• FIG. 2A shows photovoltaic structure 200 according to one embodiment of the invention. Photovoltaic structure 200 can include three photovoltaic strips 202.1, 202.2, and 202.3, which can be the result of photovoltaic structure 200 having an electroplated copper electrode that exhibits low contact resistance. Each strip can include a number of substantially parallel finger lines, such as finger lines 206, arranged in the X direction. These finger lines can collect the carriers generated by the photovoltaic structure and allow them to move toward a busbar. The busbar can be any electrically conductive element such as a metallic strip, often wider than a finger line, arranged in the Y direction. The busbar then can aggregate the current collected by the finger lines. Each strip can include two busbars, one on each surface, positioned on opposite edges. For example, strip 202.1 can have busbar 204.1 on the top surface, and busbar 205.1 on the bottom surface. Similarly, strip 202.2 can have busbars 204.2 and 205.2 on the top and bottom surfaces, respectively, and strip 202.3 can have busbars 204.3 and 205.3 on the top and bottom surfaces, respectively. In one embodiment, photovoltaic structure 200 can be scribed near and along busbars 204.1 and 204.2, which allows photovoltaic structure 200 to be subsequently cleaved into three strips along these grooves. Additional busbars may be added to either surface to reduce resistance.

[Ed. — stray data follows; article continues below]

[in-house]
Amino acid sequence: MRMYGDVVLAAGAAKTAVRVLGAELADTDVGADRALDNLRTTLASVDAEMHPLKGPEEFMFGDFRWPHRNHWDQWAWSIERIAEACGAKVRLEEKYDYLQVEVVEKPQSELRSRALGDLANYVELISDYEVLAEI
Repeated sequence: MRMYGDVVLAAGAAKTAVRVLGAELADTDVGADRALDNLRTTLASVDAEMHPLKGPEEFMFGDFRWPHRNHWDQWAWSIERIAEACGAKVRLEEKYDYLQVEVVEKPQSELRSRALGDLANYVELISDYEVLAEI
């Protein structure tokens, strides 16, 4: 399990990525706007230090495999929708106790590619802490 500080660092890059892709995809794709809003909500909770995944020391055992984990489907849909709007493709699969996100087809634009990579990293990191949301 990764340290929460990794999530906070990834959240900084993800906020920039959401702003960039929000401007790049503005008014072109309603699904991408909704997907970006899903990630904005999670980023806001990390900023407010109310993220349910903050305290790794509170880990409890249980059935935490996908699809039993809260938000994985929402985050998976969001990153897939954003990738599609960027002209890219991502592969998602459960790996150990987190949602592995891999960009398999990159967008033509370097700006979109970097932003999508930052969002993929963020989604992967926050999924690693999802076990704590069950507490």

• FIG. 2B shows a cross-sectional view of photovoltaic structure 200 prior to being cleaved, according to one embodiment of the invention. Two scribed grooves can be located between busbars 204.1 and 205.2, and between busbars 204.2 and 205.3, respectively. These grooves correspond to the cleave positions. After the subsequent cleaving process, the entire photovoltaic structure can be divided, for example, to three strips 202.1, 202.2, and 202.3.
  • FIG. 2C shows a cascaded arrangement of three strips after a photovoltaic structure is cleaved, according to one embodiment of the invention. In this example, three strips 202.1, 202.2, and 202.3 can be arranged in a cascaded manner, such that the positive-side busbar of one strip overlaps and is electrically coupled to the negative-side busbar of the neighboring strip. A conductive paste can be applied between two facing busbars to facilitate both low-resistance contact and physical bonding. Because no conductive tabs or wires are used, such a cascading arrangement can reduce the series resistance due to inter-connection between to strips, and can improve the fill-factor of the panel.